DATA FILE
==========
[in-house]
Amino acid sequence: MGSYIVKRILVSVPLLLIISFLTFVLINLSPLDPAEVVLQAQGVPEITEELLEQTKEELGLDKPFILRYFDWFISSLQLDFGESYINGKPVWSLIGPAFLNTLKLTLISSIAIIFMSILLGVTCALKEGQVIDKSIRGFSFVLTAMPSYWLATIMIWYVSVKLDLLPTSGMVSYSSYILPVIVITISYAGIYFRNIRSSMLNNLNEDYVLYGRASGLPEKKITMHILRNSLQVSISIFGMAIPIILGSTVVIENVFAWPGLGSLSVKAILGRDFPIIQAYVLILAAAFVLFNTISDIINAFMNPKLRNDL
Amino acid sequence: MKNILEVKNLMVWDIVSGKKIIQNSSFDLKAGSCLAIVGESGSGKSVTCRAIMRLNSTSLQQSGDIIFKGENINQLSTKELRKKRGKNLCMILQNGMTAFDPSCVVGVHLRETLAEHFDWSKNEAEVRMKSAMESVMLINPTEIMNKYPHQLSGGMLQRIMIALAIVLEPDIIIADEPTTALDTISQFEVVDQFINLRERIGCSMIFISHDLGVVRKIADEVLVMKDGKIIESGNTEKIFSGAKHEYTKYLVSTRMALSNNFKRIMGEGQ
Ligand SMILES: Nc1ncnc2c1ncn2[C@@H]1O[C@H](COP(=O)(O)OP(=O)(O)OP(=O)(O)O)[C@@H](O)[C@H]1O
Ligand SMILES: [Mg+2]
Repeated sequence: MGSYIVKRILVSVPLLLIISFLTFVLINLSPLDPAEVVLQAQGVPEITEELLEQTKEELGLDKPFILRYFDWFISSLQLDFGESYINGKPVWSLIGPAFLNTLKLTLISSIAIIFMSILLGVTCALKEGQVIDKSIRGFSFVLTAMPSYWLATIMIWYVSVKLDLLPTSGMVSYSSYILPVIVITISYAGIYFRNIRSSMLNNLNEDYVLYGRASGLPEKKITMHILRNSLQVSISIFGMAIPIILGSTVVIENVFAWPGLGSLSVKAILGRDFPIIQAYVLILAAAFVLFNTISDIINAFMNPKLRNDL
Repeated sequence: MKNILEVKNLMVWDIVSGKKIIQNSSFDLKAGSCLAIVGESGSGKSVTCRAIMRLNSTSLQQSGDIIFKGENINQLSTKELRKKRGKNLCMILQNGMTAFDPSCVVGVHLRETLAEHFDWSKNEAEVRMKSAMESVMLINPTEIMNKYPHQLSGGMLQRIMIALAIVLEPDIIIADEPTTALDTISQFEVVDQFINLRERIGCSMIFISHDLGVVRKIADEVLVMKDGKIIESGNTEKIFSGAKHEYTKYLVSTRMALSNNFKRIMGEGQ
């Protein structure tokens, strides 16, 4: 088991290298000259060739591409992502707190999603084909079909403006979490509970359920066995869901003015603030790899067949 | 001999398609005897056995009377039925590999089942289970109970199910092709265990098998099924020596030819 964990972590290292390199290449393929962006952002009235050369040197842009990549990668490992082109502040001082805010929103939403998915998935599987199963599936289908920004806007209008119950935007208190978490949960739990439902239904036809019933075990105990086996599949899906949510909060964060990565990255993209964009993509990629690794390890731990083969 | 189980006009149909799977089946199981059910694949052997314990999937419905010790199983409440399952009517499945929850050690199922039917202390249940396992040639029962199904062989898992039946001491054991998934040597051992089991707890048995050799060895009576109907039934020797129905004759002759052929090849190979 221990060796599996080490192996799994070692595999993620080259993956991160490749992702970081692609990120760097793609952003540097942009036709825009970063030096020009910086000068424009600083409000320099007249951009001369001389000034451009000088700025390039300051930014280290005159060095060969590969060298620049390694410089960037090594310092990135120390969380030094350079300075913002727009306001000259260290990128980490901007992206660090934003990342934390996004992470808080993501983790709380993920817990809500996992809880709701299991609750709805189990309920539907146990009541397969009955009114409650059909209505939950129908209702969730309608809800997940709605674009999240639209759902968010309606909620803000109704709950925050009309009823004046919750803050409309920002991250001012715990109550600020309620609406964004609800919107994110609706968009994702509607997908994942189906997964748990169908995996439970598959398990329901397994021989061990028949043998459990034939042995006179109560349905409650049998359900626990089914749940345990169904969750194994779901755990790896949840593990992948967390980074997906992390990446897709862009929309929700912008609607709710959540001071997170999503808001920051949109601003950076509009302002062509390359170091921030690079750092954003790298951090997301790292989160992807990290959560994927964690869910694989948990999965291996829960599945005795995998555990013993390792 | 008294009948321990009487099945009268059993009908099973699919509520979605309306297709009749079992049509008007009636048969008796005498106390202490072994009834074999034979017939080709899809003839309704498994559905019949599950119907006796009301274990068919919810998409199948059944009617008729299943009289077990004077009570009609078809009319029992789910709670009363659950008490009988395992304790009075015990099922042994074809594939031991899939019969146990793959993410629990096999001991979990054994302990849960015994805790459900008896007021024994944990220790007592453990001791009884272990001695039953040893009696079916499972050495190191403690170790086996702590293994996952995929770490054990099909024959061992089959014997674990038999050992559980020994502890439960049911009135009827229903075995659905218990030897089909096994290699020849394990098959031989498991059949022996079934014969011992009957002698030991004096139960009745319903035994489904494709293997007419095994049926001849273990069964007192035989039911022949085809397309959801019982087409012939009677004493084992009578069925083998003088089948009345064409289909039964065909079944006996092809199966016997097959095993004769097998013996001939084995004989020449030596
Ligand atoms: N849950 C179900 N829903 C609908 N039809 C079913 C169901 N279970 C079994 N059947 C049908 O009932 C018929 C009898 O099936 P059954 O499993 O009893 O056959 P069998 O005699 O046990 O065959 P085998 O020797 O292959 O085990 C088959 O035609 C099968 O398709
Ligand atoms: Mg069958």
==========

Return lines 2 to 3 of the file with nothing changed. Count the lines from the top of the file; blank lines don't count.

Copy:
Amino acid sequence: MGSYIVKRILVSVPLLLIISFLTFVLINLSPLDPAEVVLQAQGVPEITEELLEQTKEELGLDKPFILRYFDWFISSLQLDFGESYINGKPVWSLIGPAFLNTLKLTLISSIAIIFMSILLGVTCALKEGQVIDKSIRGFSFVLTAMPSYWLATIMIWYVSVKLDLLPTSGMVSYSSYILPVIVITISYAGIYFRNIRSSMLNNLNEDYVLYGRASGLPEKKITMHILRNSLQVSISIFGMAIPIILGSTVVIENVFAWPGLGSLSVKAILGRDFPIIQAYVLILAAAFVLFNTISDIINAFMNPKLRNDL
Amino acid sequence: MKNILEVKNLMVWDIVSGKKIIQNSSFDLKAGSCLAIVGESGSGKSVTCRAIMRLNSTSLQQSGDIIFKGENINQLSTKELRKKRGKNLCMILQNGMTAFDPSCVVGVHLRETLAEHFDWSKNEAEVRMKSAMESVMLINPTEIMNKYPHQLSGGMLQRIMIALAIVLEPDIIIADEPTTALDTISQFEVVDQFINLRERIGCSMIFISHDLGVVRKIADEVLVMKDGKIIESGNTEKIFSGAKHEYTKYLVSTRMALSNNFKRIMGEGQ